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Have you heard the one about the homeschooling family that lives on less than $22K a year in an area that costs above 100% (116%) of the National CoL Index?

I haven't quite figured out why so many people still persist in perpetuating the myth that living on a single income and homeschooling on a dime aren't possible. I can only suppose these are people who can't imagine life without a daily trip to Starbucks and dinner out several times a week. The people who actually shop at malls (*shudder*) and think "Brand Name = Best". The people who really live by the "Keeping up with the Joneses" mentality.

That? Would not be us!

Welcome to our world. We cook from scratch. Buy from thrift stores. Find 95% of our homeschool materials for free. This is my blog and this is how we do it.

Sunday, June 17, 2007

What's your budget view-point?

THIS ARTICLE is totally worth the read. There's plenty of food for thought there, especially in the possible causes section for why so many kids think they'll have 6-figure incomes when they join the work-world.

A long time ago I read something somewhere (I wish I could remember where, to give proper credit. If you recognize this, please let me know!) in which a woman talked about how perspective is everything. Apparently her husband had made frequent mention of growing up "poor", in a negative way, and so she was shocked when she finally learned that his family had lived on about the same income that hers had. She went on to explain that she'd never once thought that she was poor growing up. Her family had even made regular donations to a food bank and surely, as she'd believed as a child, if they were donating to the poor, they couldn't possibly be poor themselves.

Two families. Two totally different viewpoints. And two totally different outcomes. In the one household, the child grew up feeling deprived, something that can very often lead to huge financial problems in adulthood - debt-creating overspending to compensate for a "miserable" childhood. In the other, clearly, the blessings of what they did have were stressed, as well as the need to help those less fortunate, leading to a woman who grew up believing she'd been lucky as a child.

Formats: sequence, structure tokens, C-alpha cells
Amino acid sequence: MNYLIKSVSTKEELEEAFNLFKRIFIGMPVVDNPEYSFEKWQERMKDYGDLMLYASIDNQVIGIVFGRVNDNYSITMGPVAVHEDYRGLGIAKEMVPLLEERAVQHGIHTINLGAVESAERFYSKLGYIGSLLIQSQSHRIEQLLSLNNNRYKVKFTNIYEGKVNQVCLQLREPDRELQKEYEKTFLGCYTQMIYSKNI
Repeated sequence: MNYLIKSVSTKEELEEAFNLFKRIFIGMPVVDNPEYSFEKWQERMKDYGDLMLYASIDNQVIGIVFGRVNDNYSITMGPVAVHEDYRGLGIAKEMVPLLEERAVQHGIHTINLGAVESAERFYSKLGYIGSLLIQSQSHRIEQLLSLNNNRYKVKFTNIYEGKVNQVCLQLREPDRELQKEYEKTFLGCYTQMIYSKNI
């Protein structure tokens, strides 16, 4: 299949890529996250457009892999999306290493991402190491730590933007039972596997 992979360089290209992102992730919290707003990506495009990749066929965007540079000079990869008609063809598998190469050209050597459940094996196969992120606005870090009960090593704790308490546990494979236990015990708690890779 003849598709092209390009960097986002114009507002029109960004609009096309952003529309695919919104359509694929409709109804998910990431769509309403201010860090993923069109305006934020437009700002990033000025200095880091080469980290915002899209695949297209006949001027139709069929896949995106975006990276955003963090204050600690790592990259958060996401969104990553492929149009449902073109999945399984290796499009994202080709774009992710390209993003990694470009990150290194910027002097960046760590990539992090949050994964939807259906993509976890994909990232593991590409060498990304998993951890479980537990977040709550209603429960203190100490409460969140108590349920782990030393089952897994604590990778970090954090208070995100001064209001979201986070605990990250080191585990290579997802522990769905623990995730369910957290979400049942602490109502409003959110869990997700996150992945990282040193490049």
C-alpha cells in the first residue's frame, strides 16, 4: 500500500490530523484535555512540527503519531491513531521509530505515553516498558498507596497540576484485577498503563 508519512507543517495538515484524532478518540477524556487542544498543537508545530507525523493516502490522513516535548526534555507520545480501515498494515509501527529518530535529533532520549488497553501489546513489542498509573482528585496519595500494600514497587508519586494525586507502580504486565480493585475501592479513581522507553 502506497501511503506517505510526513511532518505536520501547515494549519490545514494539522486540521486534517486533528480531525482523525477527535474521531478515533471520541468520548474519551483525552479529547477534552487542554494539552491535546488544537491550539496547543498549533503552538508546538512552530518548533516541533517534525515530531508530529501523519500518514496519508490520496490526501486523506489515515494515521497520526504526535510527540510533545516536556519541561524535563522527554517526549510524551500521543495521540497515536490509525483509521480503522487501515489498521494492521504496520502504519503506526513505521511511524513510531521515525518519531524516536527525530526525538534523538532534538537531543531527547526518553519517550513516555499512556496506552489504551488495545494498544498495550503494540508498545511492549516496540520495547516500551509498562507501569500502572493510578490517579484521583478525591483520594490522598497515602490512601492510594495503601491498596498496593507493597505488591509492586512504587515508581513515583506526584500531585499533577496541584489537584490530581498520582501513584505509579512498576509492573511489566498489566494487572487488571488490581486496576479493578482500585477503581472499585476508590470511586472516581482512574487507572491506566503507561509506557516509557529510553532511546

There are two very distinct ways of going about a frugal lifestyle. You can do it with a "woe-is-me" attitude or a "we are blessed" attitude. (More in full post.)

The biggest problem with the "woe-is-me" perspective is you are much, much more likely to get yourself into financial jams. You'll blow your food budget on a $25 pizza order delivered to your house because you're feeling like you've earned it and you've been deprived of this pleasure, rather than having the fun of making a pizza at home, for a fraction of that cost, and feeling grateful that you're able to do so. Make mistakes like this too often, and you'll find yourself in debt and struggling to climb out of a seemingly ever-deepening hole.

I do understand this can be hard. As that article says, here in America we are constantly being bombarded with images of the so-called "good life" and those images are always filled with fancy homes and expensive cars. Success in our society is not marked by a person who lives quietly and well, who has good friends and a great family, who honors God and is genuinely happy. Success is measured by bank accounts. Is it any wonder why people get so caught up in the race to have more, more, more?

Then there are those who openly criticize anyone who embraces frugalness. These people, frankly, astonish me. Why on earth someone would think you are being cruel to your child by not taking him to McDonald's for a "treat" is beyond me! If it means you are using money that should be used elsewhere, you are only being financially irresponsible. And furthermore, it's not like you're doing your child any favors anyway - feeding him a meal that's genuinely bad for him. What kind of treat is that? Unfortunately, these critics can be quite vocal and rude, and sadly, undermine the efforts of a parent who does want to take control of her/his finances, by making her/him feel somehow inadequate as a mom or dad.

There are way too many people in this world who really are truly poor. People who are homeless and hungry. But are you one of them? Do you spend a little too much time bemoaning what you don't have, rather than being grateful for what you do? Are you, however unwittingly, handing the "woe-is-me" attitude down to your children? You might want to try a little thanksgiving.